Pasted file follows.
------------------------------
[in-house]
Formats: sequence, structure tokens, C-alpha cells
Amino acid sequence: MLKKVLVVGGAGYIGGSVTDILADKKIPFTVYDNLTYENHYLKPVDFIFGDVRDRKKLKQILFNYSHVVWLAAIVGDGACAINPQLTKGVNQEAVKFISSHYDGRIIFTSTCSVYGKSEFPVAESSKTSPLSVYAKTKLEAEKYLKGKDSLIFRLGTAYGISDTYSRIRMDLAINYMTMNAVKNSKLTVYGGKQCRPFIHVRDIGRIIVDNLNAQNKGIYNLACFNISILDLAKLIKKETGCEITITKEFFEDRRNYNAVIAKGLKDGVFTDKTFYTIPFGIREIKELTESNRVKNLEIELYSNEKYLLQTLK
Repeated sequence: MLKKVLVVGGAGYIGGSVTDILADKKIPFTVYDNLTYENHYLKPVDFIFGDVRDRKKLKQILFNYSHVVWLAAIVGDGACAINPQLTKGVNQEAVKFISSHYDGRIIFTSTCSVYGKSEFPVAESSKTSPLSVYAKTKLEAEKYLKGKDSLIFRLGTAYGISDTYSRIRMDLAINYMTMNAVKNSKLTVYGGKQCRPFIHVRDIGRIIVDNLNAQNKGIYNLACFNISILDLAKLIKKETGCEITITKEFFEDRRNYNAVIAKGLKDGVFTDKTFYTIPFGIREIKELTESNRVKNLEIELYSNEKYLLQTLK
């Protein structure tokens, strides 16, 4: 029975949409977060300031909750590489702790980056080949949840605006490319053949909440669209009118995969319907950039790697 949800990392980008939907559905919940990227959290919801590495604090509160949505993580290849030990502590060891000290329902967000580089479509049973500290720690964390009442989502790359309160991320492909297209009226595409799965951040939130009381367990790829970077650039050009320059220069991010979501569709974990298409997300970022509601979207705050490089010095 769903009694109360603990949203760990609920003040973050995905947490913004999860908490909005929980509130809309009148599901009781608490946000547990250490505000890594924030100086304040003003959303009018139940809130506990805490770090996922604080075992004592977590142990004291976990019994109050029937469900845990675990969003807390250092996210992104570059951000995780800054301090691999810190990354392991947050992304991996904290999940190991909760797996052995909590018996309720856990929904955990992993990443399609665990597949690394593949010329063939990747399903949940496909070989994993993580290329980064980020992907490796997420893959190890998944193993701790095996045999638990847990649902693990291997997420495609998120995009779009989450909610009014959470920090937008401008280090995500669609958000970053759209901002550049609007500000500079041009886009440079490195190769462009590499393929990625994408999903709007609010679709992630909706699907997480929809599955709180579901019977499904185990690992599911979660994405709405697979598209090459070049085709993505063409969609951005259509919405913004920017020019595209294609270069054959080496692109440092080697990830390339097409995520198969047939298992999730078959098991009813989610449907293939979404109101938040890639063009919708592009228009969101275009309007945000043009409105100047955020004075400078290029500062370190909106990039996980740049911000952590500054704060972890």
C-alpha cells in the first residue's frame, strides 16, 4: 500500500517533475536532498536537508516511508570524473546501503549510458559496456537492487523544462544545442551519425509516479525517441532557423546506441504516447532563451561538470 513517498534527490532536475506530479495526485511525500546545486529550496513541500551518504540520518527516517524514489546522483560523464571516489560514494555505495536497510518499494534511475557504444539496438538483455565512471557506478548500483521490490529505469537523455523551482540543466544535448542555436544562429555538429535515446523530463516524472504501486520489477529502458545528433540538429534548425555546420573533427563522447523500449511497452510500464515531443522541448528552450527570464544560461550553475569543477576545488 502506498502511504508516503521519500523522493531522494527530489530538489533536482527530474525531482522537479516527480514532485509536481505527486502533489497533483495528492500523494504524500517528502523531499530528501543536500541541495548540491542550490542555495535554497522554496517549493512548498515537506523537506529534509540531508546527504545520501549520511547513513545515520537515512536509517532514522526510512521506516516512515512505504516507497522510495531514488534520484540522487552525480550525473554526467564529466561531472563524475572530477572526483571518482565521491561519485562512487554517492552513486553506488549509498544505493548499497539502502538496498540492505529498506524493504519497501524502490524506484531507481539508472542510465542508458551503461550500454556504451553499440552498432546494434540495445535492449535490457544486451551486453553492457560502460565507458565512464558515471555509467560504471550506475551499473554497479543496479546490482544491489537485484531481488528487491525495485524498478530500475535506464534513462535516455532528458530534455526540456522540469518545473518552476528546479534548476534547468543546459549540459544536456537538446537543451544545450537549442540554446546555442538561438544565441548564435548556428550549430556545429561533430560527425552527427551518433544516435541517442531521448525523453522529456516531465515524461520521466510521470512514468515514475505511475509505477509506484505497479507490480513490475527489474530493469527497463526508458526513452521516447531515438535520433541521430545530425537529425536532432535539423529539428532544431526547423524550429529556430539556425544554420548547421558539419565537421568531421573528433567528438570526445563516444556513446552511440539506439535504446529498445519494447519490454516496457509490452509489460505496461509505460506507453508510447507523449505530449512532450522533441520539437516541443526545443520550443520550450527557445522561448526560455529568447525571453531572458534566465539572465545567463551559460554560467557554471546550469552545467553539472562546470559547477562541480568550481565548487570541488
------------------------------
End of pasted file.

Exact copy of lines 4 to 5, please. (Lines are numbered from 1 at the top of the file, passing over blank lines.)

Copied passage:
Repeated sequence: MLKKVLVVGGAGYIGGSVTDILADKKIPFTVYDNLTYENHYLKPVDFIFGDVRDRKKLKQILFNYSHVVWLAAIVGDGACAINPQLTKGVNQEAVKFISSHYDGRIIFTSTCSVYGKSEFPVAESSKTSPLSVYAKTKLEAEKYLKGKDSLIFRLGTAYGISDTYSRIRMDLAINYMTMNAVKNSKLTVYGGKQCRPFIHVRDIGRIIVDNLNAQNKGIYNLACFNISILDLAKLIKKETGCEITITKEFFEDRRNYNAVIAKGLKDGVFTDKTFYTIPFGIREIKELTESNRVKNLEIELYSNEKYLLQTLK
């Protein structure tokens, strides 16, 4: 029975949409977060300031909750590489702790980056080949949840605006490319053949909440669209009118995969319907950039790697 949800990392980008939907559905919940990227959290919801590495604090509160949505993580290849030990502590060891000290329902967000580089479509049973500290720690964390009442989502790359309160991320492909297209009226595409799965951040939130009381367990790829970077650039050009320059220069991010979501569709974990298409997300970022509601979207705050490089010095 769903009694109360603990949203760990609920003040973050995905947490913004999860908490909005929980509130809309009148599901009781608490946000547990250490505000890594924030100086304040003003959303009018139940809130506990805490770090996922604080075992004592977590142990004291976990019994109050029937469900845990675990969003807390250092996210992104570059951000995780800054301090691999810190990354392991947050992304991996904290999940190991909760797996052995909590018996309720856990929904955990992993990443399609665990597949690394593949010329063939990747399903949940496909070989994993993580290329980064980020992907490796997420893959190890998944193993701790095996045999638990847990649902693990291997997420495609998120995009779009989450909610009014959470920090937008401008280090995500669609958000970053759209901002550049609007500000500079041009886009440079490195190769462009590499393929990625994408999903709007609010679709992630909706699907997480929809599955709180579901019977499904185990690992599911979660994405709405697979598209090459070049085709993505063409969609951005259509919405913004920017020019595209294609270069054959080496692109440092080697990830390339097409995520198969047939298992999730078959098991009813989610449907293939979404109101938040890639063009919708592009228009969101275009309007945000043009409105100047955020004075400078290029500062370190909106990039996980740049911000952590500054704060972890």